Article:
Oil extended gains on Monday, nearing $95 a barrel as the dollar fell and some OPEC members pushed for action to stem their declining purchasing power.

U.S. light crude for January delivery the new front month contract, rose 71 cents to $94.55 a barrel by 0203 GMT, adding to Friday's nearly 2 percent gains that were partly fueled by forecasts for colder U.S. weather that would boost demand.

London Brent crude rose 67 cents to $92.29 a barrel.

The OPEC heads of state summit in Riyadh ended on Sunday without signaling whether the producer group would agree to pump more oil at its December 5 policy meeting, although members renewed their pledge to provide adequate supplies to consumers.

Of greater interest to oil traders was the push by Iran and Venezuela -- anti-U.S. firebrands and typically OPEC's most hawkish members -- to press for some kind of action that would offset the declining value of their dollar-denominated oil revenues, such as pricing oil against a basket of currencies.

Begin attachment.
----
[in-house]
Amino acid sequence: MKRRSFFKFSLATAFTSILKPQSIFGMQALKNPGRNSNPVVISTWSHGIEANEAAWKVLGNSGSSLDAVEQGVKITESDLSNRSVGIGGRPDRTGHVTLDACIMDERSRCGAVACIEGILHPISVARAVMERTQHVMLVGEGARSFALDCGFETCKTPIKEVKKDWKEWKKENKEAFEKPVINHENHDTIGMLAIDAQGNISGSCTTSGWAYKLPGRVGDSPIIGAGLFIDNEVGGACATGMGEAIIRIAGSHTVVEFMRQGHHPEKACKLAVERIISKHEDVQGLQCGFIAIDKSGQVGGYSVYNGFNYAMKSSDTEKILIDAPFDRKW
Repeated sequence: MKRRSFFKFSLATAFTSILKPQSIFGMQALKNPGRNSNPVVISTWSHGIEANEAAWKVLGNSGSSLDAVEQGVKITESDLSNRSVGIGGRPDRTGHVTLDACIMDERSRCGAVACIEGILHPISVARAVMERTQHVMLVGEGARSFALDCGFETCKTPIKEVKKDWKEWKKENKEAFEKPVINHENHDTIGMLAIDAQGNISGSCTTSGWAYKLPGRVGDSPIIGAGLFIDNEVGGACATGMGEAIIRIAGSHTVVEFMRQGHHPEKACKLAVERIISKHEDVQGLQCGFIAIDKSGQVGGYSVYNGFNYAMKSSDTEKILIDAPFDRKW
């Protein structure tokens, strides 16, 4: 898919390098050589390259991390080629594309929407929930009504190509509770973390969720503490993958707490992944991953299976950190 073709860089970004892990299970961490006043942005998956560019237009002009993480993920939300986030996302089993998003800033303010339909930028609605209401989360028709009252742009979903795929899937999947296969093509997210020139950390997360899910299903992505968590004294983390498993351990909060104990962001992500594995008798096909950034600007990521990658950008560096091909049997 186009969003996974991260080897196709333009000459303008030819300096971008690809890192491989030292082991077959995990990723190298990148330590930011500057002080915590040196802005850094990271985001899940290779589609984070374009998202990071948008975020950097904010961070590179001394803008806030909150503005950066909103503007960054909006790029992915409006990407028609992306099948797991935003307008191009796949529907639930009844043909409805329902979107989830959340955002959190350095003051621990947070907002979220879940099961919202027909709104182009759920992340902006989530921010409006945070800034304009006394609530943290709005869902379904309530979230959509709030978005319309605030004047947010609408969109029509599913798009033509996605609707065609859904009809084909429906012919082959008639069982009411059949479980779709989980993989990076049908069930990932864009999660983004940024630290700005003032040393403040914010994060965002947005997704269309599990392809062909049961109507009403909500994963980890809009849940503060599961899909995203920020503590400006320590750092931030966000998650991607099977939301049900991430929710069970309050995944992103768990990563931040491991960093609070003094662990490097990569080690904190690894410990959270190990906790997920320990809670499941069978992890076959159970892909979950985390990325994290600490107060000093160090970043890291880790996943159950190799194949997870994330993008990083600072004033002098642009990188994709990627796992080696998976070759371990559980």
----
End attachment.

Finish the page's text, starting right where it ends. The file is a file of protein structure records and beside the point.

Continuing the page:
Iran's president Mahmoud Ahmadinejad was quoted as saying that the market price of fossil energy, including oil, was still below its real price.

While the weak dollar was omitted from the summit's final statement, traders say the growing concern over the U.S. currency's predicament could prompt OPEC to seek a higher price.

OPEC talk about prices being undervalued and its concerns with the falling dollar are all filtering into the market, said Mark Pervan, a senior resources analyst at ANZ Bank in Melbourne.

There are pockets of bullish news out in the market and no bearish news at all.

The dollar fell again versus the euro on Monday after weak U.S. economic reports late last week that showed the biggest drop in industrial production since January.

Oil slipped from an all-time high of $98.62 a barrel struck on November 7 as traders fretted about weakening oil demand in the world's top consumer and U.S. crude stocks unexpectedly rose, although the approach of winter weather has lent fresh support.

Separately, Venezuelan President Hugo Chavez told the OPEC summit that crude oil prices could double to $200 a barrel if the United States attacked major oil exporter Iran

But Iran's President Ahmadinejad said on Sunday his country would not use oil as a weapon even if it is attacked by the U.S. over Tehran's disputed nuclear programme

(Editing by Jacqueline Wong)